SEMINOLE — Should the city of Seminole take over ballfields of the Seminole Youth Athletic Association?

That’s the question the City Council is considering following a plea for action Feb. 9 from a representative of the Greater Seminole Area Special Recreation District from which the SYAA fields are leased.

Speaking at a council workshop, attorney Tim Schuler said the district was nearly out of funds. If the city of Seminole or Pinellas County did not take over the property, it could be sold to a developer, he said.

He said the district was created by a special act of the Florida Legislature in 1980 as an independent governmental entity and was allowed to assess taxes for three years to fund the district. Some $600,000 in revenue was received, and some $300,000 was spent to buy the property from the school district. Since then, repeated referendums to renew its taxing ability have failed, he said. The district now has about $4,500 in its accounts.

The district “has perpetual existence but no income source,” Schuler said, and outlined its options for its future. The district can’t get a mortgage because it has no income. If it were to dissolve, the district’s governing body is unsure how the remaining funds could be disbursed.


The special district that funds the Seminole Youth Athletic Association fields is nearly out of funds, a representative of the district told City Councilors recently. He said if the district doesn’t get help from the city or county, the land could be sold to a developer.

Should Pinellas County government agree to assume the property, Schuler said he believed the county would incorporate it into a “recreation district” with recreation facilities at Cross Bayou Little League and the Seminole Junior Warhawks Soccer Complex. Each facility could be restricted to playing a specific sport, which SYAA users had indicated they did not favor.

“I’ve got to recommend to my board that they’ve got to do something. We can’t continue this way,” Schuler said.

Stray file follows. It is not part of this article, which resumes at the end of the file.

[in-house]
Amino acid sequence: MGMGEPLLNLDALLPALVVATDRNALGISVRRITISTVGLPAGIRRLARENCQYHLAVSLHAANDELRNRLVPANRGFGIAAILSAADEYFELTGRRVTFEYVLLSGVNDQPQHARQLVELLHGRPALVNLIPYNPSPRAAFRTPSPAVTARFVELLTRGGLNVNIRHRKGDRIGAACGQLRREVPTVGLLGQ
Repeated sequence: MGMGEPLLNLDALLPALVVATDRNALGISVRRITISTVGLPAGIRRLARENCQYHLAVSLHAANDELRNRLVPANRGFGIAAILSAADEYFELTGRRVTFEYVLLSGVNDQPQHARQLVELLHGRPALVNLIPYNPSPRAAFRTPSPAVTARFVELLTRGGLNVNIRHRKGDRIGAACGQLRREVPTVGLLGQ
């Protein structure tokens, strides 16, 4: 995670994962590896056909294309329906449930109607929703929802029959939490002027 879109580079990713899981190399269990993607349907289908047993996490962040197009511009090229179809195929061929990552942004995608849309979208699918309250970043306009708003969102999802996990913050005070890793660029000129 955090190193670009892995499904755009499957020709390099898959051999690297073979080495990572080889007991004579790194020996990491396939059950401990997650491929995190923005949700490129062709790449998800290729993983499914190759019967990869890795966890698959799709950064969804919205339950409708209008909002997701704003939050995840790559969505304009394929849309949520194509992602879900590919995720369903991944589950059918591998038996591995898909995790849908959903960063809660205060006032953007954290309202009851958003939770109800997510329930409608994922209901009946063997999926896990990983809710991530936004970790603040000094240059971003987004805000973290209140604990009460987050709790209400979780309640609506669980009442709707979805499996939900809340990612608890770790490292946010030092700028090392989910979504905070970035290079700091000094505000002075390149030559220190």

He urged city officials to act quickly if it was interested in the district’s property. A bill would have to be written and presented to the Legislature by October for action in the 2022 session. If the bill was passed, the district’s board could then sign the property over to the city.

The city would have to renegotiate the contract with SYAA, which has 30 years remaining on its lease agreement with the district, he said.

Seminole now knows how to do a lot of the things the recreation district was created to do, Schuler said. “I do think this is something good for the city. I implore you to take a look at it.”

Some councilors expressed interest in the city acquiring the property but requested more information from district officials.

Councilor Jim Olliver said he wanted to know if the city would have to make improvements to the fields. While families support SYAA, he said the council needed information.

“Are the needs of the city congruent with the needs of SYAA?” he asked. “It’s clearly worth having the conversation, but we’ve got to have that data on whether this is something our community needs.”

“There is a need,” added Councilor Chris Burke, “I’m totally in support of this project.”

He echoed Olliver’s statement that more information was needed, such as how many groups played at the fields, and the ages and number of children that participated in events there.

Councilor Trish Springer noted that parents have donated “hours and hours” to maintain the fields. She expressed a “very strong interest” in not having the park sold to a developer.

However, maintenance could involve some expense. Replacing the lights, when that became necessary, would cost “six figures,” Springer said.

In other news

• In a business meeting before the workshop, Olliver criticized state Rep. Nick DiCeglie for filing bills that Olliver considered a “frontal attack on home rule.” He requested that DiCeglie be invited to a council meeting

Mayor Leslie Waters opposed that idea, suggesting instead that members of the council go to DiCeglie’s office and “once and for all letting him know the importance of home rule.”

• Earlier, Waters said that in a letter Sheriff Bob Gualtieri notified her that crime in the city had dropped 20% between 2010 and 2019.

• The council gave final approval to the voluntary annexations of properties at 10111 109th St. N. and 11003 101st Ave. N.

• A ribbon-cutting for the playground at Blossom Park Lake will be conducted Feb. 25 at 5:30 p.m.

• Recreation Director Becky Gunter said she expected work on Waterfront Park to be completed by March. 1.